Friday, May 18, 2012
Former Freeholder takes over for recently-resigned Tom Borden.
Former Morris County Freeholder Margaret Nordstrom is now the Highlands Council’s deputy director, after the body appointed her to the position on Thursday in Chester. Nordstrom, who was forced to vacate her seat on the Freeholder board after an appellate court ruled her election in November was invalid, said she didn’t consider working on the Highlands Council initially. “I wasn’t thinking about (working on the Highlands Council) at the time,” Nordstrom said. “I always thought it would be something I might like to do, but I didn’t consider it until the Borden resignation.” The resignation of deputy director Tom Borden came in protest, shortly after the firing of director Eileen Swan earlier this year. In April, former Morris County …
Monday, April 30, 2012
Margaret Nordstrom said to be under consideration for number two spot
They ought to rename the New Jersey Highlands Council the Morris County Freeholder Re-Employment Bureau. The latest rumor is that former freeholder Margaret Nordstrom of Long Valley is in line to become deputy director of the Highlands Council. That spot is open because Tom Borden resigned as a matter of conscience last month when the council ousted Eileen Swan as director in a political move. No one is confirming the rumor yet. Nordstrom did tell The Observer Tribune last month that she is looking for a job within, or with the help of, the administration of Gov. Chris Christie, who lives in Morris. Earlier this year, the state appellate court tossed Nordstrom off the freeholder board, reversing a superior court judge’s earlier order, …
Monday, April 23, 2012
By the way, there's a nice pension boost in it for Feyl, too.
The appointment of Gene Feyl as executive director of the New Jersey Highlands Council last Thursday accomplished several goals—most of them political, but with a nice personal perk for Feyl. It took Feyl out of contention for another term as a Morris County freeholder, allowing him to land safely—and cozily, with a $116,000 salary almost five times larger than he gets now—without having to worry about a messy primary fight with the conservative team opposing the incumbent Republicans in June. And talk about cozy! Were Feyl to lose a Republican primary fight in June and leave office at the end of the year, he would retire with a maximum annual pension of about $13,300, according to the Retirement Estimate calculation tool on the state …
Friday, April 20, 2012
Christie-backed appointment was expected, but still made in close vote
Friday, April 20, 2012
As broadly expected, Morris County Freeholder Gene Feyl has been hired as Highland Council's executive director, meaning he'll need to leave his position on the county governing body and drop out of the race for re-election. That means the crowded primary race for the freeholder board will become ever-so-slightly roomier—though there's still a long list of candidates for the three open seats. Feyl had filed a petition to run in the Republican primary, though he made clear that if put on the Highlands Council, he knew he'd have to drop out. Other Republicans seeking the seats: incumbent and Freeholder Director William Chegwidden of Wharton; Florham Park Councilman Charles Germershausen; Morristown Councilwoman Alison Deeb; Parsippany …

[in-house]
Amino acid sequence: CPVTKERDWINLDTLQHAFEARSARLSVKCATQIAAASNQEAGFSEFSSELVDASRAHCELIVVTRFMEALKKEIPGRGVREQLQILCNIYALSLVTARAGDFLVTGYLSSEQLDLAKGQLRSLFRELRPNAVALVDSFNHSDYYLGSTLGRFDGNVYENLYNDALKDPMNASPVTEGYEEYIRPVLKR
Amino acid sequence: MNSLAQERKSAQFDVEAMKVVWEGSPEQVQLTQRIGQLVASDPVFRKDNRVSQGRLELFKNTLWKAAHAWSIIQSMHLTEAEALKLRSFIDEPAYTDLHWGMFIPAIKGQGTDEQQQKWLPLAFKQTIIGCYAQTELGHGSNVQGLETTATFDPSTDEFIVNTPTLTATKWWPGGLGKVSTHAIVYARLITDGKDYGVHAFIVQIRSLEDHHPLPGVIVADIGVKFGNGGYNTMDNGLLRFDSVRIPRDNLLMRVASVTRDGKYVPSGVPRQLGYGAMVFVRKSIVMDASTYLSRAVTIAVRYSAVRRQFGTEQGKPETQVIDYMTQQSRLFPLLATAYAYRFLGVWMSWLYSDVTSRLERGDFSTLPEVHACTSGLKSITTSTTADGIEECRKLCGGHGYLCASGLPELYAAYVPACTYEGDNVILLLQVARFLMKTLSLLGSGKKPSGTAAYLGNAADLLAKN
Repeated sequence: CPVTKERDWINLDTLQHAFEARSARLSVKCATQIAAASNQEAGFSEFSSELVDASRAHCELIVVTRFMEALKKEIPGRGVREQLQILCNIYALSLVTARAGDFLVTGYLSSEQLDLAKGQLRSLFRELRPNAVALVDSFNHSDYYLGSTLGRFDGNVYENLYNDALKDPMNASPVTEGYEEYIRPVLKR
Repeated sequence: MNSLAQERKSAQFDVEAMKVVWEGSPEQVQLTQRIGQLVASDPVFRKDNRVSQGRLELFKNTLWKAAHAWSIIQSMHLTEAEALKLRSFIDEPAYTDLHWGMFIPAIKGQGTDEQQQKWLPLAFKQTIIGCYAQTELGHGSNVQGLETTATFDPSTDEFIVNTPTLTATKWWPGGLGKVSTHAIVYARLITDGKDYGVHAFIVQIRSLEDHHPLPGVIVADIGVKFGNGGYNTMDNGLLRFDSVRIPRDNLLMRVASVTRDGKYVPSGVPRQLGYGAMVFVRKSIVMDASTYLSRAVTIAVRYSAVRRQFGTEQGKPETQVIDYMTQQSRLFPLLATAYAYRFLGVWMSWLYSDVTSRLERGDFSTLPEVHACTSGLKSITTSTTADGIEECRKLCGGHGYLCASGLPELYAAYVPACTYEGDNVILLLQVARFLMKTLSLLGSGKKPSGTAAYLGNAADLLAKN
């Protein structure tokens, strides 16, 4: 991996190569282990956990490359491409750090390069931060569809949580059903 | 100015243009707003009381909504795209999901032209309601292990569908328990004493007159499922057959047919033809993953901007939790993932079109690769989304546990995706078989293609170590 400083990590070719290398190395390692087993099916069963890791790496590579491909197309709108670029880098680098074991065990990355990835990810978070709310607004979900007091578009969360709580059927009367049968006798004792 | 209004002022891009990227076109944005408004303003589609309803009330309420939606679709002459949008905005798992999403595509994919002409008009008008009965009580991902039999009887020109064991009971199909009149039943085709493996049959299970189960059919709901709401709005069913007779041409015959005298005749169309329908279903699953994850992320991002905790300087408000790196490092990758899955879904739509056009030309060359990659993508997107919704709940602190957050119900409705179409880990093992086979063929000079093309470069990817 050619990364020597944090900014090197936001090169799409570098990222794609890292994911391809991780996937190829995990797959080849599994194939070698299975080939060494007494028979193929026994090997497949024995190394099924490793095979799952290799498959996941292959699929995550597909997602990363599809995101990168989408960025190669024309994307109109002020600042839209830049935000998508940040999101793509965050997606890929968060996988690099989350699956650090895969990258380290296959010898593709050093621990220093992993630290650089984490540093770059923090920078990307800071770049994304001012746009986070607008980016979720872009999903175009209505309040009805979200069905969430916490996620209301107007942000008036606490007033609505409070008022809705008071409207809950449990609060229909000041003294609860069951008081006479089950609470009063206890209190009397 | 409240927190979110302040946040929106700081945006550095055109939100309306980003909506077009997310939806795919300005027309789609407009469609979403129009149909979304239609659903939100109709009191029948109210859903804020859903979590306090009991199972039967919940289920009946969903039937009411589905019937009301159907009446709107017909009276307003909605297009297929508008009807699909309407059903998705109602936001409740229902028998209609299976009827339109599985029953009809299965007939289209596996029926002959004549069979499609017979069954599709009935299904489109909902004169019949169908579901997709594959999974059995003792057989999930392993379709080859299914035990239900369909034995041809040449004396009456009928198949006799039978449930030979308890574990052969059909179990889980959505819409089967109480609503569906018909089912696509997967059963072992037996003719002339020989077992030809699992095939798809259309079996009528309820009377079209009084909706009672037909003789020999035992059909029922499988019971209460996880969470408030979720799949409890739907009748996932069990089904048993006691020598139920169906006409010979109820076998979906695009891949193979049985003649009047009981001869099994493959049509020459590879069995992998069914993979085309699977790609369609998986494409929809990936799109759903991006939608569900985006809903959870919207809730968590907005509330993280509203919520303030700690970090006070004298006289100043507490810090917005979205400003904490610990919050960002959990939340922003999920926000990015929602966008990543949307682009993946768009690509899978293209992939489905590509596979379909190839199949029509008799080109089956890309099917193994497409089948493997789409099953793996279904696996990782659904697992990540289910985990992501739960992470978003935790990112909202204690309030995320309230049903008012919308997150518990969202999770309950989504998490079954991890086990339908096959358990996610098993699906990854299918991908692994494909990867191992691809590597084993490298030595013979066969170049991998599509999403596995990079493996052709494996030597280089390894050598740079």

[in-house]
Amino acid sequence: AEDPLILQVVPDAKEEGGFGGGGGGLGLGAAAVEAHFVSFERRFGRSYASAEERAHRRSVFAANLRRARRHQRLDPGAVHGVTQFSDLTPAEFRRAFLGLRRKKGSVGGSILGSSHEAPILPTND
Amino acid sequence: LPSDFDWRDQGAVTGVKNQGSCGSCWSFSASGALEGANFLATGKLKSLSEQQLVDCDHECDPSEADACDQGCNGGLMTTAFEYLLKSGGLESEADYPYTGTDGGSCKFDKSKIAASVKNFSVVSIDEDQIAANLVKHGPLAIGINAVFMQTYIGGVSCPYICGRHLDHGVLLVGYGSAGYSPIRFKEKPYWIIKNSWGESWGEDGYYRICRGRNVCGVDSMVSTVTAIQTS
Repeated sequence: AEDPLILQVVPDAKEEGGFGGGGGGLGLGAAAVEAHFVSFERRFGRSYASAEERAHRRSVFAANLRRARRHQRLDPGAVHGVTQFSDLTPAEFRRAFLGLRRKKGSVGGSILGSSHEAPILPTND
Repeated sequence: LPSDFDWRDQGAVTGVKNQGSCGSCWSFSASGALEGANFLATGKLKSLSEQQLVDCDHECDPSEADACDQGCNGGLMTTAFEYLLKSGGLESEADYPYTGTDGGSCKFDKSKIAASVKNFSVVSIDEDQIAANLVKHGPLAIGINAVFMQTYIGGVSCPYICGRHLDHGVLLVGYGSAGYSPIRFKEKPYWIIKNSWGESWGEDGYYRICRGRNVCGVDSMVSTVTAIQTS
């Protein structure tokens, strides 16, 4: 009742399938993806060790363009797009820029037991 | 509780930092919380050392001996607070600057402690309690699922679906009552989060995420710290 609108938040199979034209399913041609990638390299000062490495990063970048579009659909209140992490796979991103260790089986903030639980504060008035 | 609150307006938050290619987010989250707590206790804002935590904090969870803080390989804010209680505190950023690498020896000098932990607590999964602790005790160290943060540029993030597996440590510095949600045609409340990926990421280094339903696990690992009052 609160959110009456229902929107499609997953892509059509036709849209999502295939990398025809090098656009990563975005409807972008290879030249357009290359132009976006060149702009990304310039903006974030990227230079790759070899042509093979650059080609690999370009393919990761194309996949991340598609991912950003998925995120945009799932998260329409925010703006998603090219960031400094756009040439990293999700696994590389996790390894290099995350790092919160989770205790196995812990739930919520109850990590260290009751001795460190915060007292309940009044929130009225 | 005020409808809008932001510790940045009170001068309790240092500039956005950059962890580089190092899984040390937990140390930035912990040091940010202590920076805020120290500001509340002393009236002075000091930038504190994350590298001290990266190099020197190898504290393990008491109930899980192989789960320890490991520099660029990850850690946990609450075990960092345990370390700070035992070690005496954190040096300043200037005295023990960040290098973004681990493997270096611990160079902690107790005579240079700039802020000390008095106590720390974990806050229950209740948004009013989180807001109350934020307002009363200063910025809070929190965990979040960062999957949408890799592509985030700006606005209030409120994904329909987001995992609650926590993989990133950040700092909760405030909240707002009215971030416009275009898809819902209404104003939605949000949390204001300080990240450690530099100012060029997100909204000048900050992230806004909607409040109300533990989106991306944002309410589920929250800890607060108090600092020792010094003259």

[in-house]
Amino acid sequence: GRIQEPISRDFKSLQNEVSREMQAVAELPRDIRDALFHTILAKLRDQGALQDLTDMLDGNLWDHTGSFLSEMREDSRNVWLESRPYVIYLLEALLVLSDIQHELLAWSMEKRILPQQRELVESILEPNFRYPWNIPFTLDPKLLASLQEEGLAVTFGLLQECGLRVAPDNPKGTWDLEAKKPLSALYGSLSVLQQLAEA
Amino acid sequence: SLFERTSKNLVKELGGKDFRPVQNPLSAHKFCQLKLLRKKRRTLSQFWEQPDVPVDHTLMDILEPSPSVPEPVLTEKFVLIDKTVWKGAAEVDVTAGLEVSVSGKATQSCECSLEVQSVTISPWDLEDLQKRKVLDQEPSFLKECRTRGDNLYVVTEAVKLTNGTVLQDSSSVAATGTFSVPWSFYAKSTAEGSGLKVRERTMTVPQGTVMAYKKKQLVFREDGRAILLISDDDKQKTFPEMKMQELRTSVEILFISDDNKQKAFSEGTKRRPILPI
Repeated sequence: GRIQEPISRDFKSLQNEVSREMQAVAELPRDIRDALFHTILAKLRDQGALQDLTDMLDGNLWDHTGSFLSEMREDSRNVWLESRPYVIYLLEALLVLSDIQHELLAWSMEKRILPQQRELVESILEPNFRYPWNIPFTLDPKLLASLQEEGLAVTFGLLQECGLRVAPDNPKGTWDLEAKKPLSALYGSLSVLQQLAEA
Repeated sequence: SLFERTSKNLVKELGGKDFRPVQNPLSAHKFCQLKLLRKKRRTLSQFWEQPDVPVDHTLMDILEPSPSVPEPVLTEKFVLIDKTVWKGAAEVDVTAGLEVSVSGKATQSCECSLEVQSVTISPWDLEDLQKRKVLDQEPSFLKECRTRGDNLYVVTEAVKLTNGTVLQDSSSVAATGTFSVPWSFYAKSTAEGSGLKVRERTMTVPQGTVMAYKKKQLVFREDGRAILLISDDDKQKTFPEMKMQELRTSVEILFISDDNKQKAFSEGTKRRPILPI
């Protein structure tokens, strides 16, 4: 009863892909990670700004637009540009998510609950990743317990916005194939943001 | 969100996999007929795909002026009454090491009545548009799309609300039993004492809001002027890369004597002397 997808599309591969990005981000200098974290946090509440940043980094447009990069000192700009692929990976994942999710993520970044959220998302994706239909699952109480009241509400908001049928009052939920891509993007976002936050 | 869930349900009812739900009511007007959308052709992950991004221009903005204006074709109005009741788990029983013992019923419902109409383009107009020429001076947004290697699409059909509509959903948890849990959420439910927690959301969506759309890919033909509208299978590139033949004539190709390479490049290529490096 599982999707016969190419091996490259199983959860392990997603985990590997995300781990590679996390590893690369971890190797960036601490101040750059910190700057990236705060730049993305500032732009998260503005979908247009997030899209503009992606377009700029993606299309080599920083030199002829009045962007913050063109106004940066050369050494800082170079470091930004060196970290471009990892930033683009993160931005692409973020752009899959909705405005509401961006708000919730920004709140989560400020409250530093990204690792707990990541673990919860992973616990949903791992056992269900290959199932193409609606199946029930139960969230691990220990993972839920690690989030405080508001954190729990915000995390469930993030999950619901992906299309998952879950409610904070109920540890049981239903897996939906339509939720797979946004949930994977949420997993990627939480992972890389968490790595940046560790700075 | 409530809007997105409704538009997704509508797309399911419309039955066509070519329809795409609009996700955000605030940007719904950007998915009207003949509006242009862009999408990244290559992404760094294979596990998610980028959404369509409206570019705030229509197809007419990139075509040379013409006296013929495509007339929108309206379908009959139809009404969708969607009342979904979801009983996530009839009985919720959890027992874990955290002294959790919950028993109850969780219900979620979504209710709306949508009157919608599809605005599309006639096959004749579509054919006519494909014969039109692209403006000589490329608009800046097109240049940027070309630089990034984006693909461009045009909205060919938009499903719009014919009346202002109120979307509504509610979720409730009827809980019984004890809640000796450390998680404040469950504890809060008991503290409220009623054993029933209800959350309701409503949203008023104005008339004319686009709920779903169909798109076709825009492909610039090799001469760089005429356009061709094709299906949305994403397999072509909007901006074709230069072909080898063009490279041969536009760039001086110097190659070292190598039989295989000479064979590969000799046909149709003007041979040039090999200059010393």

Monday, March 19, 2012
Don't expect the new director to do any better at getting compensation for land owners.
You’re my hero. Now you’re fired. Does that make any sense? That’s what Highlands Council member Michael Francis of Hopatcong effectively said to the council’s director, Eileen Swan, last Thursday night. Bizarre as that was, at least some of those members who voted to fire Swan were honest in saying they had no problem with Swan’s work and that the move was, indeed, a political takeover by Gov. Chris Christie of the body that is supposed to be independent. This is the New Jersey definition of independent. Many parts of the meeting were surreal. Kurt Alstede, who for years sat at the end of the council table as its chief—often only—naysayer, sat off-center as vice chairman and watched as Bergen County Surrogate Michael Dressler took up his …
Monday, March 12, 2012
On Thursday, the New Jersey Highlands Council is slated to remove its executive director, at the behest of Gov. Christie.
An appeals panel last week reined in the governor’s power over the Council on Affordable Housing, saying New Jersey’s chief executive does not have broad control over independent authorities. Chris Christie may not have the right to reorganize an independent agency, but his influence is nevertheless as strong as ever over bodies like the New Jersey Highlands Council, where the governor is about to (indirectly) unseat the executive director. Eileen Swan has headed the council’s staff for almost five years, the longest term of its three directors. A former council member and member of the task force that originally recommended creating a preservation area in the North Jersey Highlands, Swan has worked diligently to enforce the state law …